If you’re knee deep in Scouting and have volunteers and parents lining up around the block to staff your Pack with all the adult help it could possibly want, then carry on!
But if you are knee deep in Scouting and often struggle to find new leaders to help guide your Cub Scouts from their first “go-see-it” to their final cross over ceremony into Boy Scouts, then keep reading!
We listened to April’s CubCast episode on cultivating new leaders and found inspiration, and some very helpful do’s and don’ts when recruiting and cultivating new leaders into the exciting world of Cub Scouting. We distilled some very helpful points we heard about getting the right Tiger Den leader for your Pack, and thought this top-ten list might be helpful for some of you as well.
Ten Dos and Don’ts to finding that perfect Den Leader
1. Reach Out
Tap the brains of the folks in your community, in your Pack, and in neighboring packs. Ask around and you’ll be surprised what insights you might find.
2. Be Discerning
Don’t just go into a room of people ask “who wants to be a Tiger leader?” Not any warm body will do when it comes to instilling in young Tiger Scouts the joy and thrill of Scouting.
When you meet all the parents, look for the natural leaders to emerge. Keep your eagle eye sharp and focus on those parents who might be looking for an opportunity to get more involved, too.
Research potential leaders from school teachers, community events, sports programs, and religious leaders. Many of them might already be doing great things, and could really dive into Cub Scouts with both feet!
Keep in mind you want to refresh the unit’s talent and grow and develop leaders as well as boys, so it’s important to go after those parents and volunteers you think will rise to the occasion.
Start with small asks – Committee positions are great for new leaders, especially first year parents and could really be a great intro to learn about the program so they can lead their own Den later!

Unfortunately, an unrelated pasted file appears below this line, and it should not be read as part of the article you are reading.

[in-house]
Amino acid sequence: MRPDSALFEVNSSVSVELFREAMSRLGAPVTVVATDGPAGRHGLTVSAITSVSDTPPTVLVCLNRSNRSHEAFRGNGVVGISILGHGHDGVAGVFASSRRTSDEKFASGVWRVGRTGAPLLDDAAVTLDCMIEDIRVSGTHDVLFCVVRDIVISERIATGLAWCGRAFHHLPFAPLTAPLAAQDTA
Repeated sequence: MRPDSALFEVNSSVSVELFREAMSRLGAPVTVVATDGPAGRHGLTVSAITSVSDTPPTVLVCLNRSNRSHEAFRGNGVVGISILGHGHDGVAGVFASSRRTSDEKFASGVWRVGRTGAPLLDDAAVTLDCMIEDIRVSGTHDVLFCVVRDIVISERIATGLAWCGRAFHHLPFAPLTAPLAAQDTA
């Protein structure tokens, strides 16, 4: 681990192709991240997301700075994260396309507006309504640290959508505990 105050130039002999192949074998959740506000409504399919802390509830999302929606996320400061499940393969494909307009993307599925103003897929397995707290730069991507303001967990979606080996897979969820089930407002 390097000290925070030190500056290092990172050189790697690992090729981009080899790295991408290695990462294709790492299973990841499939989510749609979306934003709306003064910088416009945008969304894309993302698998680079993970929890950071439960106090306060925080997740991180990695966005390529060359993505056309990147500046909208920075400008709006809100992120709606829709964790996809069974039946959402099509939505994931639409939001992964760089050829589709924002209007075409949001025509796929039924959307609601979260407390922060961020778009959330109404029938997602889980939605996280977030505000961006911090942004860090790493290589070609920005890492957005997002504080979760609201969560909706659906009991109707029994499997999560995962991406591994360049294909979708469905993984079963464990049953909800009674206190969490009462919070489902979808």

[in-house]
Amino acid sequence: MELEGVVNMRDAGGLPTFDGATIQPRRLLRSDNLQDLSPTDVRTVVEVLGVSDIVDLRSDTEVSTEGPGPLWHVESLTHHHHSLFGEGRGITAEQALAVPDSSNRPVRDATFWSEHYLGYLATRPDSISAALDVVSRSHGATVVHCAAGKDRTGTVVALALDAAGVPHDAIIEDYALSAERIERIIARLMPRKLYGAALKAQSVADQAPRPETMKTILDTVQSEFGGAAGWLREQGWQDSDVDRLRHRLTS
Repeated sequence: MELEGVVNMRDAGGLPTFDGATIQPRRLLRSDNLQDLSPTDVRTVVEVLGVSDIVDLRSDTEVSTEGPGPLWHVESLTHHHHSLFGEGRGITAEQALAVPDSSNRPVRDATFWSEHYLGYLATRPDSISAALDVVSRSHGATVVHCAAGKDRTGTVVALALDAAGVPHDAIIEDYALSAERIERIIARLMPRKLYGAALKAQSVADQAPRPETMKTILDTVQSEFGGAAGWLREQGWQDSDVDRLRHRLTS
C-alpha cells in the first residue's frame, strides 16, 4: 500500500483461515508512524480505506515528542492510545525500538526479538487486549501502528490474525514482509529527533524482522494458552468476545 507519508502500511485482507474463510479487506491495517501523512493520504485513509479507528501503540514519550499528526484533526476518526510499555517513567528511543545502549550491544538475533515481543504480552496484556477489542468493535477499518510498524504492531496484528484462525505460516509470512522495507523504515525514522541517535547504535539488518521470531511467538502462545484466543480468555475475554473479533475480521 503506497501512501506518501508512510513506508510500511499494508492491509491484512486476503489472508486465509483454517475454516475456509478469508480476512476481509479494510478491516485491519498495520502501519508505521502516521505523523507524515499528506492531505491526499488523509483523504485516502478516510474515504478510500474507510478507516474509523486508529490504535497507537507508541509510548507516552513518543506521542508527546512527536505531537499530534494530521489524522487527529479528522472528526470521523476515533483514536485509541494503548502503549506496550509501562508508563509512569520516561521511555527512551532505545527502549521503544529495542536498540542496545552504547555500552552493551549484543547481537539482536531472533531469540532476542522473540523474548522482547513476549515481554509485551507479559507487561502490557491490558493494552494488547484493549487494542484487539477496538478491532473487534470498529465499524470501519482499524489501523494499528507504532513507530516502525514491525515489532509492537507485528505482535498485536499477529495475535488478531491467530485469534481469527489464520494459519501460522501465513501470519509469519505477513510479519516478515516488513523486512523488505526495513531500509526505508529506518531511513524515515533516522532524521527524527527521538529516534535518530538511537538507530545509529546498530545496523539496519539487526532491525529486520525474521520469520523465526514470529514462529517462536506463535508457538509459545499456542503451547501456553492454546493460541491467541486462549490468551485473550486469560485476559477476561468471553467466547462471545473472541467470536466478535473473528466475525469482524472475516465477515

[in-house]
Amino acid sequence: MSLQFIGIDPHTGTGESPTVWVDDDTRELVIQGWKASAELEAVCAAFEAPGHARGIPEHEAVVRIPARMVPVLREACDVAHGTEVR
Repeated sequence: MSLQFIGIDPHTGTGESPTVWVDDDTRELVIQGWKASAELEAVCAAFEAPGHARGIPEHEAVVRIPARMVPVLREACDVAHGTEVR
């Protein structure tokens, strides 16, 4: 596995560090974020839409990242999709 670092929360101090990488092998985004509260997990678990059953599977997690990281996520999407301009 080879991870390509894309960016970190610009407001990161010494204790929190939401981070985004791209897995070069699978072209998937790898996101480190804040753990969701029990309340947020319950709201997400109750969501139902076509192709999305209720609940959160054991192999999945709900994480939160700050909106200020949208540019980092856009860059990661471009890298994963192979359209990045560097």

Leverage Technology – calendars, email, social media, etc. Incorporate a sharing experience and reach your volunteers where they are, on the devices they use. In other words, make Scouting accessible to socially connected, on-the-go parents.
8. Be Proactive
Don’t get comfortable with the excellent leaders you might currently have. The future is unwritten and change happens. Whether it’s a move, a retirement, a graduation to Boy Scouts or something else entirely, it’s great to keep a talent pipeline in the works.
It’s handy to keep a mental ‘Skills Inventory’ to get an idea to what a parent’s skills, hobbies and interests are. Tapping their interests and talents into your Scouting program is a great way to include parents and use their gifts to elevate the Pack’s experience.
Take a Friend to roundtable! It really can be that easy, sometimes. Roundtable is a great and informative intro to Scouting that might just click with a potential volunteer. So be bold and take them with you!
As your Pack prepares to transition, keep in mind that the introduction of the new Cub Scout Adventure Program can also be a great way to engage new parents, reengage experienced parents to get them excited about the new hands on approach that the new program has.
The entire episode is great, and worth a listen if you are on the hunt for some great Scout leaders.